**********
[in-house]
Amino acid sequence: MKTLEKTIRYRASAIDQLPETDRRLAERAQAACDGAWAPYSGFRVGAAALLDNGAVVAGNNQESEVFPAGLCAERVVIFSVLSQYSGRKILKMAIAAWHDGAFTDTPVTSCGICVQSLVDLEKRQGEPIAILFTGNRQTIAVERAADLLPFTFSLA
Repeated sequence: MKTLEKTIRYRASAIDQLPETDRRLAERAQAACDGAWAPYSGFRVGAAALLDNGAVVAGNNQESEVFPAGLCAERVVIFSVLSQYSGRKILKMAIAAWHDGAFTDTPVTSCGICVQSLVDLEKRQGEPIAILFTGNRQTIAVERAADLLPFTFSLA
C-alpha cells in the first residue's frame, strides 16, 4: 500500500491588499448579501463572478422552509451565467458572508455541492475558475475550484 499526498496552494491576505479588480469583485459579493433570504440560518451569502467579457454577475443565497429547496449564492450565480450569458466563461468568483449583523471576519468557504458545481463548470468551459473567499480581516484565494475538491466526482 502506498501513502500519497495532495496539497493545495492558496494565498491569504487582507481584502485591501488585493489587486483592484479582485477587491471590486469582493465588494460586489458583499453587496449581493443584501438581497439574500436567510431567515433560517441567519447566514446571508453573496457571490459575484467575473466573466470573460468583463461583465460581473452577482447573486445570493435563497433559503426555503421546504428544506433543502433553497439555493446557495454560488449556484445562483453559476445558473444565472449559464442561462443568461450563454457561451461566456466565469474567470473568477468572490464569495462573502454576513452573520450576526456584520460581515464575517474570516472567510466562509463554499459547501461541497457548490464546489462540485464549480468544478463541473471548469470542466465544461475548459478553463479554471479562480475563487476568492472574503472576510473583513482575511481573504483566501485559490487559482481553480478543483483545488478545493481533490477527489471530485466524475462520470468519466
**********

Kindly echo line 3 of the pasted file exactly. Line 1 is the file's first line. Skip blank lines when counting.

Repeated sequence: MKTLEKTIRYRASAIDQLPETDRRLAERAQAACDGAWAPYSGFRVGAAALLDNGAVVAGNNQESEVFPAGLCAERVVIFSVLSQYSGRKILKMAIAAWHDGAFTDTPVTSCGICVQSLVDLEKRQGEPIAILFTGNRQTIAVERAADLLPFTFSLA